The Monuments Men can be divided into two clear halves. The pre-interval session (at least in Indian theatres) is painfully slow, preachy and, at times, too sombre. The post-interval part is where the film picks pace, but even then, cannot really match up to the high standards that George Clooney has set for himself as director of films like Confessions of a Dangerous Mind and Good Night, and Good Luck.
The film is based on a true story of an American military platoon, curiously named the Monuments Men, who were assigned to protect and restore pieces of art in Europe from being destroyed or stolen towards the end of World War II. Clooney himself plays the role of Ben Stokes, Harvard University art conservationist, who strings together a team of like-minded art curators, architects and conservators, to undertake this task that requires them to go to dangerous battle areas.
The backdrop is a fascinating piece of history, around which Clooney builds a tableau of events. He has an equally fascinating and versatile set of actors to aid him. The problem is despite this, all he manages to achieve is a lugubrious tedium. That is strange for the accomplished filmmaker that Clooney is. Where The Monuments Men could easily have been a witty yet serious film — pretty much like the 1999 David Miller-directed Three Kings, which ironically stars Clooney — it just dissolves into smoke. It does not behoove Clooney’s stature for the simple reason that it falls short of it.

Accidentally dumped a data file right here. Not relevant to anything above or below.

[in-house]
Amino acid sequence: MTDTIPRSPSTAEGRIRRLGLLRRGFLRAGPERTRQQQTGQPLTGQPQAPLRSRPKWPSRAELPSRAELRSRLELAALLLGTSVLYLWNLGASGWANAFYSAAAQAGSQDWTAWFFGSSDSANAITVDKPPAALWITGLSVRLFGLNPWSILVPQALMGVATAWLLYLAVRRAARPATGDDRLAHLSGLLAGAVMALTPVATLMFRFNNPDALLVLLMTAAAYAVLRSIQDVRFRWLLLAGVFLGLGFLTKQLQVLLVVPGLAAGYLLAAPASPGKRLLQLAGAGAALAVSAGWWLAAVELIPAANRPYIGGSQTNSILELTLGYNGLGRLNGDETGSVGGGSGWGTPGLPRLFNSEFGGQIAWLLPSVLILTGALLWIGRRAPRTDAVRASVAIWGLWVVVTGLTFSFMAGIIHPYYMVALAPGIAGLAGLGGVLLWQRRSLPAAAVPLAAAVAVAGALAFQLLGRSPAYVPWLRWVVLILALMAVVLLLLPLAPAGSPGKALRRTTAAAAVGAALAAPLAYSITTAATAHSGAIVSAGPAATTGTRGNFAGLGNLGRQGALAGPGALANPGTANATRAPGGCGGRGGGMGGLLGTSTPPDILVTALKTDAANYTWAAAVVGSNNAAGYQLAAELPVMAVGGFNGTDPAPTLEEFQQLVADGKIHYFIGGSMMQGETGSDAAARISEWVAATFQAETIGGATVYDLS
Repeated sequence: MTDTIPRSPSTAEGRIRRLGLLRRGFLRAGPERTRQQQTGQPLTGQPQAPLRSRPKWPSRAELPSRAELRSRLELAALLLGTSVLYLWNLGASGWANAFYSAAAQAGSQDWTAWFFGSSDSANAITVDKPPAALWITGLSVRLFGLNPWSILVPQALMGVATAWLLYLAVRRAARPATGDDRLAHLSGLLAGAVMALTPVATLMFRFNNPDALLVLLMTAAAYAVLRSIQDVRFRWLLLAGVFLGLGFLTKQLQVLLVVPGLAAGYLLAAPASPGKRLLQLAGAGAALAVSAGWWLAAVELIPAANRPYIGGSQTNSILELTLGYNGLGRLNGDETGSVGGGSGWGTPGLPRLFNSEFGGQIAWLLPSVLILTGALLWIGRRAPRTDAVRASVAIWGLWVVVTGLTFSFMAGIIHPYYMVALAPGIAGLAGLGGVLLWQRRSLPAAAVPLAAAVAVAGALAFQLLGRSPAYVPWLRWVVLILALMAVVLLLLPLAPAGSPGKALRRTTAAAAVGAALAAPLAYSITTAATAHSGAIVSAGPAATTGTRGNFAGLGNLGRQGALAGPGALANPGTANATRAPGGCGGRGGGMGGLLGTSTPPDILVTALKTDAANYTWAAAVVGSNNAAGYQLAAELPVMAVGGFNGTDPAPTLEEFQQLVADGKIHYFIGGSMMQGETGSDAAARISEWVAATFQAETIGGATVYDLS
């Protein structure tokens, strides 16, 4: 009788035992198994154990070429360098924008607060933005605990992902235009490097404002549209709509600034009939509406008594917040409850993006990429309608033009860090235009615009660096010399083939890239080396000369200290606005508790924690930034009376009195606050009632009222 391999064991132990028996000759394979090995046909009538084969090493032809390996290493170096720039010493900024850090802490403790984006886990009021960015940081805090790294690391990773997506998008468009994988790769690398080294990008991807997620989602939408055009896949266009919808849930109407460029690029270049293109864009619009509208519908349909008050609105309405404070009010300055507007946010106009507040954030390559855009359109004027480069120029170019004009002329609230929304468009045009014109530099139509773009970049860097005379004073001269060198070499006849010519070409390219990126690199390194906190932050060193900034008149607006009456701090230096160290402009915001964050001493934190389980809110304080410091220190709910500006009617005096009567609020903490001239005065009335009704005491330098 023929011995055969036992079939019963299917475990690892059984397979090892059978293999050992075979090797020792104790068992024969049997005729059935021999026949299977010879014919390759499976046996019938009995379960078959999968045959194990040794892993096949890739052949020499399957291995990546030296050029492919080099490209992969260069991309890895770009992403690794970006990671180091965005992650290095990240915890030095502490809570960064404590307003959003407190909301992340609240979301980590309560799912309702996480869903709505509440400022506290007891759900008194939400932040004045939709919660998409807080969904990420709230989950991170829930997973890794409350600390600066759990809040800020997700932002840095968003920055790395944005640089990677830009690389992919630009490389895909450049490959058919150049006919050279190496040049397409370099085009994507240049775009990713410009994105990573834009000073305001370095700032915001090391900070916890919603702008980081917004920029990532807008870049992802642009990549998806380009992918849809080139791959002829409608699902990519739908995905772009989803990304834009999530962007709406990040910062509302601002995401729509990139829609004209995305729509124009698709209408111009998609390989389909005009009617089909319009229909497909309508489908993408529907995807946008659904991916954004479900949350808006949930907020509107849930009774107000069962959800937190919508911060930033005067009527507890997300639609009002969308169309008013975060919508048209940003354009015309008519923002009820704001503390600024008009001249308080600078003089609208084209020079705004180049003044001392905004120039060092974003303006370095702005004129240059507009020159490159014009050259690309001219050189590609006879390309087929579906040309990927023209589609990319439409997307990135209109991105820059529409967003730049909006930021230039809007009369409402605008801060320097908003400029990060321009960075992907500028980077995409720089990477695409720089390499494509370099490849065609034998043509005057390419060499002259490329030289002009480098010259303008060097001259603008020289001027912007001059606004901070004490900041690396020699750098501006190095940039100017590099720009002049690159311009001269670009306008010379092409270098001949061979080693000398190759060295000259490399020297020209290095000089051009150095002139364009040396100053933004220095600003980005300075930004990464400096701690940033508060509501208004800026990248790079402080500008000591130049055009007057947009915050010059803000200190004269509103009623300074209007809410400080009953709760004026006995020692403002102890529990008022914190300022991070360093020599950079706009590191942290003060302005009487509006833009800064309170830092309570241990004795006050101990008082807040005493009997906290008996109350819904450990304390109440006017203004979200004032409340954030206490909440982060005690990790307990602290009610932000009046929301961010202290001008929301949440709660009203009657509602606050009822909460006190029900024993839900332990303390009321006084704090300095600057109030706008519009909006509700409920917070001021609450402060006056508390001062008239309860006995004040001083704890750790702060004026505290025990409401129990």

Even in its funny parts, the moment is either curtailed or adulterated by a preachy note on why it’s important to preserve history. Hitler can destroy generations, uproot men and try to kill their spirit, but that damage can be undone with time, but “if you destroy people’s history, who they are, that damage is irreparable”, says Stokes. It is to salvage this history, this past, that the team braves the war, and not only to protect it from the Nazis, but also the advancing Russian army. Adding to the urgency is Hitler’s infamous Nero Decree that ordered all pieces of art be destroyed if he were to die or Germany were to lose the war.
The ensemble cast supports the film brilliantly. Matt Damon as the art conservationist, Cate Blanchett as the French museum curator, who is at first suspicious of the Americans’ intentions and later helps them locate the stolen art pieces with a meticulously maintained ledger, Hugh Bonneville as the English art conservationist who loses his life trying to prevent Michelangelo’s Bruges Madonna and Child statue from being stolen by the Germans and John Goodman as the overweight member of the group, all make an impact. However, it is the parts between Bill Murray and Bob Balaban, the only member of the group with a grudge, that stand out for their wittiness. Unfortunately, those are really few and far between.
It is a pity that despite such a talented bunch of collaborators, Clooney is not able to raise the film to a higher plane. It appears that he was too caught in the message to care about the messenger. And what a messenger it could have been.